There’s nothing like the seeming demise of Twitter to underscore how I miss The Golden Age Of Blogging. So for several times a week at least, I think I’ll share some galleries of comics art scans that I’ve accumulated over the years. If the omens are right, I’d like to write a few things here […]Read More A GALLERY OF 16 DEPICTIONS OF DAREDEVIL, THE MAN WITHOUT FEAR, FOR YOUR DELECTATION ON THIS TUESDAY 8TH NOVEMBER 2022
Sometimes a week’s comicbook reading doesn’t immediately suggest a common thread. But on consideration, the closest to a shared thread over the past seven days has been air power. Hence the examples in the modest but admiring gallery below; 1. from 1972’s The Incredible Hulk #148, by Archie Goodwin, Herb Trimpe, John Severin. and Artie […]Read More I Have Slipped The Surly Bonds: A Modest Gallery Of Fine Comicbook Pages Featuring Military Airpower.
Every week’s comics reading seems to bring its own unexpected theme. Recently, I’ve been repeatedly bumping into takes on Vikings in the stories I’ve been reading. None of them have lacked charm … 1. from 2012’s The Judas Coin by Walter Simonson with Lovern Kindzierski and John Workman. 2. from 1949’s Radio Fun Annual, creator/s […]Read More The Vikings Are Coming!: A Modest Gallery Of Comicbook Reimaginings Of Viking Age Culture.
And so, to the first of what I imagine will be, over time, but the first of many galleries of comics pages featuring dinosaurs … 1. from 1978’s Devil Dinosaur, by Jack Kirby with Mike Royer and George Roussos. 2. from Bill Watterson’s Calvin & Hobbes, from 1995’s The Calvin & Hobbes Tenth Anniversary Book, […]Read More I’m Sorry That I Can’t Throw A Dinosaur For You: A Modest Gallery Of Comicbook Terrible Lizards
And so, with the new week thoroughly underway, might I present a modest and hopefully beguiling gallery of just a few of the kind of places where comics characters go to live and work? 1. from 2007’s X-Factor: Life & Death Matters HB, by Peter David, Dennis Calero, Cory Petit, Jose Villarrubia et al. 2. […]Read More Secret Bases & Supposedly Secure HQs: A Modest Gallery Of The Out-Of-Sight Places Where Comics Characters Retreat To.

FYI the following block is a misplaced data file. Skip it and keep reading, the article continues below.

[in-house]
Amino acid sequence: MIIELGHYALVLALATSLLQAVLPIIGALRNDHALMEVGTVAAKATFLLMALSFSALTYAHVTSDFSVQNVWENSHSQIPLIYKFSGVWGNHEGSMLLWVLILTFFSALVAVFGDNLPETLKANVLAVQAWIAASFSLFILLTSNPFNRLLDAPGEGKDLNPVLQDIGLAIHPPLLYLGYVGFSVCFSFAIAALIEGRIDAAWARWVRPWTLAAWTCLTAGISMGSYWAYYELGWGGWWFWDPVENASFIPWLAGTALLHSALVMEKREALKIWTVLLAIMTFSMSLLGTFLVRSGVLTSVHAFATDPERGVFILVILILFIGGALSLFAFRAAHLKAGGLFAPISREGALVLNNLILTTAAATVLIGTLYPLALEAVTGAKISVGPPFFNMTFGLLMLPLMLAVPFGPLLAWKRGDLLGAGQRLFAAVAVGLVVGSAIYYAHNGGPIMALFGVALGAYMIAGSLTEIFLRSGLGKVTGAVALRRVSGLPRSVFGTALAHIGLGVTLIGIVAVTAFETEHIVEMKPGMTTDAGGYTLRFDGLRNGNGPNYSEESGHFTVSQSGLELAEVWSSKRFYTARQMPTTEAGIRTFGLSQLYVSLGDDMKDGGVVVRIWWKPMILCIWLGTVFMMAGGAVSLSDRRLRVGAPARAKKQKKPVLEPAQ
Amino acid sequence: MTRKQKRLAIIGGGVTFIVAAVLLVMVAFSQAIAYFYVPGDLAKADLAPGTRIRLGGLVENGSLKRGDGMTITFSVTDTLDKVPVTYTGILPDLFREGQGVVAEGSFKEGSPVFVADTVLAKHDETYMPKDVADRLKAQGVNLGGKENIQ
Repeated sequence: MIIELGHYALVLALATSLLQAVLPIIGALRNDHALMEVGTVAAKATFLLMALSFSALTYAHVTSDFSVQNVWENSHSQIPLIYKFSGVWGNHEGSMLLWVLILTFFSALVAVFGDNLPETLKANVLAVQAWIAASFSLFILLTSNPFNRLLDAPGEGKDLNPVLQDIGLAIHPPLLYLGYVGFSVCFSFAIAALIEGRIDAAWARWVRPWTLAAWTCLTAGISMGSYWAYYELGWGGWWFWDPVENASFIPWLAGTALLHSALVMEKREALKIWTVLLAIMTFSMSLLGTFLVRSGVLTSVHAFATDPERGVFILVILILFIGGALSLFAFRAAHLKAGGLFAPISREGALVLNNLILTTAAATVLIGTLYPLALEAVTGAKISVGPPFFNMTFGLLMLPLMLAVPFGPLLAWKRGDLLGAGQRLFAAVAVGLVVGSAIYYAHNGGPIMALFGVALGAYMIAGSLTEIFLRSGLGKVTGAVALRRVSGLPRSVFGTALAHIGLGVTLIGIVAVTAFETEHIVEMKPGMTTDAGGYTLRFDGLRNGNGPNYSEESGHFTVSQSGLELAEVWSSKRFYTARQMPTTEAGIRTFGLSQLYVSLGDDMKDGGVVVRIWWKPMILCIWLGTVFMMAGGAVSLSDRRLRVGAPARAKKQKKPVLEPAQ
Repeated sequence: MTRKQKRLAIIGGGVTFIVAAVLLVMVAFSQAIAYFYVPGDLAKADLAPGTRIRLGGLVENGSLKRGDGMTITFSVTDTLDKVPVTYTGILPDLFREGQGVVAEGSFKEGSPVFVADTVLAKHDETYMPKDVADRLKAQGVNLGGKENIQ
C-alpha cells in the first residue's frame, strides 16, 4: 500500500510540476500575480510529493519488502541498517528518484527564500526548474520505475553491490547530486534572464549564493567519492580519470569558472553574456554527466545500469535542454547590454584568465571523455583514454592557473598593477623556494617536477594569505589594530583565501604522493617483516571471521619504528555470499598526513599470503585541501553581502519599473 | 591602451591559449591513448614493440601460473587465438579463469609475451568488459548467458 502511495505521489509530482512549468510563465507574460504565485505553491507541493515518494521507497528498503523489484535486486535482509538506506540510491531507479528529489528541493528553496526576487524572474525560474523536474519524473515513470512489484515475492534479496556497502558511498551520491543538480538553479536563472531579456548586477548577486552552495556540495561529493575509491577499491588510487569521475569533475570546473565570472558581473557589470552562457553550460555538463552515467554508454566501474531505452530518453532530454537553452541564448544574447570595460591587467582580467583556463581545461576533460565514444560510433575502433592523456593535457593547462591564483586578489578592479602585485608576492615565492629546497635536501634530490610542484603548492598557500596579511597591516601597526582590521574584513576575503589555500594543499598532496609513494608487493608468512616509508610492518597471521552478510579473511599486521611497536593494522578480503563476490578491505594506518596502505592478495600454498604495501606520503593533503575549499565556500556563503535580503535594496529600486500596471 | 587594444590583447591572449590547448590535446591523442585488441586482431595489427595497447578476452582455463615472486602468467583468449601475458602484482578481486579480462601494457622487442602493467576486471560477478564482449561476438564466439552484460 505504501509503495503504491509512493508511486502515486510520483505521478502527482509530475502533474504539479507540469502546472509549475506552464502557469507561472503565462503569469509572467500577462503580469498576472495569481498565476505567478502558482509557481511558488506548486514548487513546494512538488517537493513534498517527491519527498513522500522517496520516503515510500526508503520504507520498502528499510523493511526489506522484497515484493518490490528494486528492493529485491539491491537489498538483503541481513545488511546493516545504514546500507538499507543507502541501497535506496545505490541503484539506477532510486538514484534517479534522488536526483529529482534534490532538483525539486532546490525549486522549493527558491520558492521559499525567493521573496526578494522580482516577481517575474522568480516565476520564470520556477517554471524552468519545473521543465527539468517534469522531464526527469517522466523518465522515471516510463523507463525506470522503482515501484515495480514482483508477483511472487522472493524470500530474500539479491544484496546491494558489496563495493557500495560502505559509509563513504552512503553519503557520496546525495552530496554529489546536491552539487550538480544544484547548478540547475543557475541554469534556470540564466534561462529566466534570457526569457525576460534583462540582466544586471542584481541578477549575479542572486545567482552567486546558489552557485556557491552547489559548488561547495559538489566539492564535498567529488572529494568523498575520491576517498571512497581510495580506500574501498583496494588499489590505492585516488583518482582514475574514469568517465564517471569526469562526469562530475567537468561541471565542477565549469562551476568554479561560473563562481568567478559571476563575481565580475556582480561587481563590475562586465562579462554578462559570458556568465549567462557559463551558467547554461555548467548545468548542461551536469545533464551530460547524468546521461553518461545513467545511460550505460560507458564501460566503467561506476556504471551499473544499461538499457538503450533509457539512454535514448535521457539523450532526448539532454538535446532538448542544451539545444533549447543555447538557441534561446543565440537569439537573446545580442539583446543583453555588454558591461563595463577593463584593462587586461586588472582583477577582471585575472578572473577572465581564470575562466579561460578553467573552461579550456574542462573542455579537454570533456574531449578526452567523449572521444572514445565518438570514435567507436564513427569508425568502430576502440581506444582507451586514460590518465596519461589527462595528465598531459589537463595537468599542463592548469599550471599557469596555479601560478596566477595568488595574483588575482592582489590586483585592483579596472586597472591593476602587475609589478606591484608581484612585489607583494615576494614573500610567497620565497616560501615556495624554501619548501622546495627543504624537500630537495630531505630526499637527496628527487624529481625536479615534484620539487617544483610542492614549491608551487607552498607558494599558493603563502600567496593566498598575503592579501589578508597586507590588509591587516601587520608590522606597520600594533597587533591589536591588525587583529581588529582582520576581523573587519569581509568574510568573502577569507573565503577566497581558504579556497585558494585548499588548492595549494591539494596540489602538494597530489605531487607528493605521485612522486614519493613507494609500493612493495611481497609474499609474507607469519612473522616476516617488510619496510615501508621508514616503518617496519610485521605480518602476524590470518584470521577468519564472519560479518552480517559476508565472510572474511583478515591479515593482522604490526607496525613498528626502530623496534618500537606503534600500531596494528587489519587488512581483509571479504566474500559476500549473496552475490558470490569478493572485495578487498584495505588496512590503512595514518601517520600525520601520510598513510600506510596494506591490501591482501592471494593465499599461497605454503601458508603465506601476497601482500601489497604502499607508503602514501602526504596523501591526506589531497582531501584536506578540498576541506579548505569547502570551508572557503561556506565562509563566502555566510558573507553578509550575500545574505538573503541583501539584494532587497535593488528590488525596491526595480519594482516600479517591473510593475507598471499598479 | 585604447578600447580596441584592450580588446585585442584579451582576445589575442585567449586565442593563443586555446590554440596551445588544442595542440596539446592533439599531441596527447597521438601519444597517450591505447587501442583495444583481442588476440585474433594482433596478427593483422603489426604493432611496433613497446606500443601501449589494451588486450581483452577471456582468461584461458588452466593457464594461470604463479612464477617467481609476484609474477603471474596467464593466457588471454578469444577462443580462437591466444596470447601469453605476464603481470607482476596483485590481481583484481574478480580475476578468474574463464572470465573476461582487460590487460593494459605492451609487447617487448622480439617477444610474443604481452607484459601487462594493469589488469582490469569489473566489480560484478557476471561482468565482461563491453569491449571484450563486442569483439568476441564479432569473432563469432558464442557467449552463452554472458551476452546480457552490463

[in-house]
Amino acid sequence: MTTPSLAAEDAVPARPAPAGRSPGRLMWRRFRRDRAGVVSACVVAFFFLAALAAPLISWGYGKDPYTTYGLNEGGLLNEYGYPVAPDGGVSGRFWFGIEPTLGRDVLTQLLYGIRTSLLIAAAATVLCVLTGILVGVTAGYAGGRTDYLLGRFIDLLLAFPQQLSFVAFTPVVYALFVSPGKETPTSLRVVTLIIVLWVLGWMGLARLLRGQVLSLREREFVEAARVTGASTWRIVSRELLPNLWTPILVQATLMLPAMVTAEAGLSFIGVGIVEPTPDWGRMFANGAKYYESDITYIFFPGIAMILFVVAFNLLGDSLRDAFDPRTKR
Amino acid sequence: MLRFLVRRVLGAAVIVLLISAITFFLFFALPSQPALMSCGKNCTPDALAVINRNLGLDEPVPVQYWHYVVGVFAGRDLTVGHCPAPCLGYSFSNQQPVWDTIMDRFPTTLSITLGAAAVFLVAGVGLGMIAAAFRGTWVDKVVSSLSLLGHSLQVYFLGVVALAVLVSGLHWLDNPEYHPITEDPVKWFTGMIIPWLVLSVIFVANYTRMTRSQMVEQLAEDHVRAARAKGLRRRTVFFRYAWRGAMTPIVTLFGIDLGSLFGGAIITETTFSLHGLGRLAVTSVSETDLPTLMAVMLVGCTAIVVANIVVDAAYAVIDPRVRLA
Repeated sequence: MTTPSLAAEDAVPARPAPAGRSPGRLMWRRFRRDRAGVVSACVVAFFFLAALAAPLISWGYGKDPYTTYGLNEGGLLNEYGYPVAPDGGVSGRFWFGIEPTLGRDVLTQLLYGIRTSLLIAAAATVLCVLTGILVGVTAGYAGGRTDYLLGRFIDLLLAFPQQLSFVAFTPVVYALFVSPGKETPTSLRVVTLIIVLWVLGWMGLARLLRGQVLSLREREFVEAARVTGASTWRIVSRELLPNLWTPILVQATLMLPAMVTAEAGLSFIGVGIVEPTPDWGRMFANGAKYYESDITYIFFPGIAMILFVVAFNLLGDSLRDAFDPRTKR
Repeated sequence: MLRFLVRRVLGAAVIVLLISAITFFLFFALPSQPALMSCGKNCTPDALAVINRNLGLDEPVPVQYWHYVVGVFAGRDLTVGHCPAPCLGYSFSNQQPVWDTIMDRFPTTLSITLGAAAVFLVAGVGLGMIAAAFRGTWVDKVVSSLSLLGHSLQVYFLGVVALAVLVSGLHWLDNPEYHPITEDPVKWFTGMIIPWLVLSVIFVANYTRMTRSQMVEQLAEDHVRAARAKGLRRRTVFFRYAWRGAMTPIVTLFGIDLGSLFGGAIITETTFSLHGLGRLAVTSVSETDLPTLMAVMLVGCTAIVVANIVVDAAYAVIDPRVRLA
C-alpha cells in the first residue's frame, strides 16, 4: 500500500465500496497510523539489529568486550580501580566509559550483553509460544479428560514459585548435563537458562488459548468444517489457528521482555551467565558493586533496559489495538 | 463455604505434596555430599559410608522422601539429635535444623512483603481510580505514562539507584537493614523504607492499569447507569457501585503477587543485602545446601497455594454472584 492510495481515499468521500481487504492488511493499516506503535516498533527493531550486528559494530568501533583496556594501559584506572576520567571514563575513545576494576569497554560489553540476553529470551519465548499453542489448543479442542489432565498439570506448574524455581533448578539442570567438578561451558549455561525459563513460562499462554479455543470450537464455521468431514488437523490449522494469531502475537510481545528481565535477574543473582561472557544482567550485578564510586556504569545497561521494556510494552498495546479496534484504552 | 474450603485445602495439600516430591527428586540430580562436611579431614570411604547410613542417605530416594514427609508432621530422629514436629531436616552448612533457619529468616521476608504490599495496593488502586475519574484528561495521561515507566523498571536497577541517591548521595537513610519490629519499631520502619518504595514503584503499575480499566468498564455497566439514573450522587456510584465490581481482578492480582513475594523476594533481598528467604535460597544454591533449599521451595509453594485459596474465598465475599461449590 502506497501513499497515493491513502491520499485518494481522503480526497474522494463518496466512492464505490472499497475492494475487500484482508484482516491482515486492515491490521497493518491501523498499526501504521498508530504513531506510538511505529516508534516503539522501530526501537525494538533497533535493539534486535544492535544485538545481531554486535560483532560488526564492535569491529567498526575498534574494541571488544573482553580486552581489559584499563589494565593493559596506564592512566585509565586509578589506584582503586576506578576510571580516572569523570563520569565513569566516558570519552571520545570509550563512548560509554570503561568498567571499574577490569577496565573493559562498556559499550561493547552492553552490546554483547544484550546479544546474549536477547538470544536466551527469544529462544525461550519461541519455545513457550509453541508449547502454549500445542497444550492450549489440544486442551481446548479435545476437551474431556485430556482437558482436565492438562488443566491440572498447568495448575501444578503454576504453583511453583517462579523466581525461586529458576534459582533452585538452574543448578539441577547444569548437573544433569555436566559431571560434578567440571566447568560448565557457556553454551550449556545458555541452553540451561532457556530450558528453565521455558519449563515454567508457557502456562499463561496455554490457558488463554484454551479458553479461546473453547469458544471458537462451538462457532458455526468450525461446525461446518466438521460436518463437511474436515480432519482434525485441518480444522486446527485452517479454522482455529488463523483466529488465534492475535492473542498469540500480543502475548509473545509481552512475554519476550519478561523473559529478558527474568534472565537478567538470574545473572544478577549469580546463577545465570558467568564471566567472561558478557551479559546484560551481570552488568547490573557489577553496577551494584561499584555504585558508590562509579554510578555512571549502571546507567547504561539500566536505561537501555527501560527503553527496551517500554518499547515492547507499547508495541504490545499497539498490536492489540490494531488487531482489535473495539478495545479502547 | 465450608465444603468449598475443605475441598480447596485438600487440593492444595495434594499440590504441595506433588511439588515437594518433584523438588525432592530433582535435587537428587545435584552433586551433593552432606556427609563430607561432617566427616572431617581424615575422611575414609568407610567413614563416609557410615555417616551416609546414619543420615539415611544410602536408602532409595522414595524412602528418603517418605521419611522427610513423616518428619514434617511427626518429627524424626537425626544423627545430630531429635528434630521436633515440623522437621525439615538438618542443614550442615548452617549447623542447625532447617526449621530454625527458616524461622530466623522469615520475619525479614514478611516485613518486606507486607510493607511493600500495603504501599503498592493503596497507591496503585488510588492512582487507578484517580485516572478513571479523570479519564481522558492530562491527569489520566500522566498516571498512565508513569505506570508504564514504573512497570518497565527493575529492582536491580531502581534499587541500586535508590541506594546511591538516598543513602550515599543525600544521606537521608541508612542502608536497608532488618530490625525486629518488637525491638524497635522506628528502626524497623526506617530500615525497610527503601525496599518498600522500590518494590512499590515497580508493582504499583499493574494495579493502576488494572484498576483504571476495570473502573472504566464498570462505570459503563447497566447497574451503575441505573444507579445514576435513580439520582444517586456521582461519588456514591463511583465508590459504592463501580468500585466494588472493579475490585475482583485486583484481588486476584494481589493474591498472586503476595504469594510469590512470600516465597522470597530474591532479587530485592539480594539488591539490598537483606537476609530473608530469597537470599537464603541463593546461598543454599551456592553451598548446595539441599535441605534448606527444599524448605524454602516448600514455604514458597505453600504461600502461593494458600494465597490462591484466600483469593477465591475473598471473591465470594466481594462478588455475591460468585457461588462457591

As the British heatwave blazes on, the most common visual theme in my recent comics reading has been snow. Here are but the first five examples of a tendency that continued incongruously throughout this week. 1. from Dudley D. Watkins’ Desperate Dan, in 1939’s The Dandy Monster Comic. 2. from Crime’s Dumbest Wise Guy: Peter […]Read More Not Giving A Soft White Damn: A Modest Gallery of Snowbound Comicbook Pages
Whatever I’m reading recently, I seem to be stumbling over the presence of Richard Milhous Nixon. So for the last of this week’s galleries, I’ve posted just a few of the many comicbook representations of one of America’s most – shall we say? – fascinating Presidents. 1. from 1987’s Watchmen #10, by Alan Moore, Dave […]Read More Oh Mr Nixon! A Modest Gallery of Comicbook Pages Featuring The Likeness Of America’s 37th President.
And so, the 5th of 6 modest galleries for the days during which the blogger is unavoidably preoccupied elsewhere. This one concerns the feline-powered superkids that British comics threw up between the second half of the 60s and the middle of the 80s. Bless them all. 1. from The Leopard From Lime Street, by Tom […]Read More Smalltown UK Feline Superheroes: A Modest Gallery Of Sweetly Little League Costumed British Crimefighters
In which the temporarily preoccupied blogger offers the fourth of six galleries featuring fine comicbook storytelling; 1. by Hunt Emerson, from the 2014 anthology Above The Dreamless Dead. 2. from Star Spangled War Stories #142 featuring Enemy Ace, by Bob Kanigher and Joe Kubert. 3. from the 2007 HB collection of Charley’s War: Blue’s Story, […]Read More The War To End All Wars: A Modest Gallery Of Comicbook Pages Inspired By The First World War.
While the blogger is inescapably elsewhere, here’s the third in a hopefully entertaining, placeholding series of comics pages. (And, yes, as I only discovered when putting this all together, the plural of Metropolis really is Metropoleis.) from The Batman Of Tomorrow in 1955’s Detective Comics 216, by Edmond Hamilton, Dick Sprang and Charles Paris. 2. […]Read More Cities Of The Future: A Modest Gallery Of Comics Pages Featuring Tomorrow’s Metropoleis.